The flash modes available to you are Auto, Forced Flash, Slow Synchro and No Flash. Red eye reduction can be set on for each of the flash modes. The range of the flash unit is a very healthy 7.3m. This falls to 4m when the zoom lens is in use. To help the camera focus in lowlight there is an AF illuminator.

After you have taken a photo there are a couple of useful features. One allows you to trim or crop a picture. The second lets you resize a photo. This can be helpful if you are looking to make a smaller copy of a picture to send by email or post to the Internet.

There are also two burst modes you can use. The first one allows you to take three consecutive quick shots. The second is called multi burst and takes sixteen photos and stores them in one single image.

The camera has a number of advanced features. These include two types of metering (Multi Pattern and Spot), exposure compensation (+/-2.0 EV, 1/3 EV step), white balance (Auto, Daylight, Cloudy, Fluorescent, Incandescent) and ISO (Auto, 80, 100, 200, 400, 800, 1000).

Shutter speeds range from 1 - 1/2000 seconds. These are controlled by the camera and you cannot change them yourself. You do have access to change the level of sharpness, saturation and contrast though.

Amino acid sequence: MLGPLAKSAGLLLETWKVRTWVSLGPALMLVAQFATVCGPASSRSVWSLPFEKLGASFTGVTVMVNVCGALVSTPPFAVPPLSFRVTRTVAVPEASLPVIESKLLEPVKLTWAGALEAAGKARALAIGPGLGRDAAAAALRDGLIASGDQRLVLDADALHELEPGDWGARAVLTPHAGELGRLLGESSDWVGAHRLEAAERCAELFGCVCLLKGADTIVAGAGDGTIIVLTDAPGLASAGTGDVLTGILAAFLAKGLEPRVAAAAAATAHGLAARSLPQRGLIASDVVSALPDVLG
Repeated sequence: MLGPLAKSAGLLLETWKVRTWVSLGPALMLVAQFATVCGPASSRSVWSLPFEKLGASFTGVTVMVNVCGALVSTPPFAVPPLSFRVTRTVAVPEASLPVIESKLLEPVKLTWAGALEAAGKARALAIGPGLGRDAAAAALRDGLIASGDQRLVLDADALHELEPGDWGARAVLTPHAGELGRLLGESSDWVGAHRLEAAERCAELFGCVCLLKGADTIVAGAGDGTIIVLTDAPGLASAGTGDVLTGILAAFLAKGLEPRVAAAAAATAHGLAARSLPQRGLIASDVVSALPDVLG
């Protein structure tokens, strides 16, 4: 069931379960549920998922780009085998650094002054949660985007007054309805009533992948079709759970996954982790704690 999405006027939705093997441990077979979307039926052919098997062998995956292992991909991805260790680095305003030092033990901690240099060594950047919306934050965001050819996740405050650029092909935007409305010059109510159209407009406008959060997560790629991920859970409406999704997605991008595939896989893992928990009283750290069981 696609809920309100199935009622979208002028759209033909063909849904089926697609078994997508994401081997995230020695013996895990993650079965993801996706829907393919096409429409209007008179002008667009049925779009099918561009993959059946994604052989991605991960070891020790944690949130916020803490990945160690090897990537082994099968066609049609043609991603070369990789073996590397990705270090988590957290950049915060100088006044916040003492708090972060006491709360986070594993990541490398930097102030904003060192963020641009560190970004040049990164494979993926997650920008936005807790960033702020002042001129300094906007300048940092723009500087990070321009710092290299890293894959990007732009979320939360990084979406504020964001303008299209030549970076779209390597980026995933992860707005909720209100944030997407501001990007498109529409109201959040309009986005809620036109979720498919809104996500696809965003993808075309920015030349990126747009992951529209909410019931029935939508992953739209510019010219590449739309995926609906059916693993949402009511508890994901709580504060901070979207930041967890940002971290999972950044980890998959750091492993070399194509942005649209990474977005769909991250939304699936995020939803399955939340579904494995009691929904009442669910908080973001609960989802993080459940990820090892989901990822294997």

You can shoot movies up to the capacity of the memory card. The maximum resolution is 640 x 480. The top speed is 30 frames per second. This combination is good enough to create TV quality movies. Zoom is not available when a movie is being recorded, but you can record sound.

Sony supplies all the necessary cables and software to connect the DSC W30 to a television set, computer and PictBridge compatible printer.

You can enhance the lens capabilities of the camera by adding conversion lenses. These can increase the wide angle and tele photo capacity of the camera. Along with the Sony DSC W50 the DSC W30 is the only pocket sized camera I am aware of with this capability.

Ease of Use

As with all the Sony digital cameras I have tested the DSC W30 is easy to use. The major controls are found on the back of the camera. These are for selecting the shooting mode, flash, self timer, reviewing images, accessing the menu and for setting macro mode.

If you need to use the menu system then you should find this straightforward. The menu is divided into themes such as white balance and ISO. Once you have found the theme you are looking for it is simple to choose your setting.

Cost

You can pick up a Sony DSC W30 for around £140. This compares to around £200 for a Canon IXUS 60, £145 for a Casio Exilim EX-Z60 and £275 for a Nikon Coolpix S6.

As you can see the DSC W30 has a very low price when compared to other six megapixel, pocket sized digital cameras. Taking the picture quality of the camera into consideration I would say this camera offers great value for money.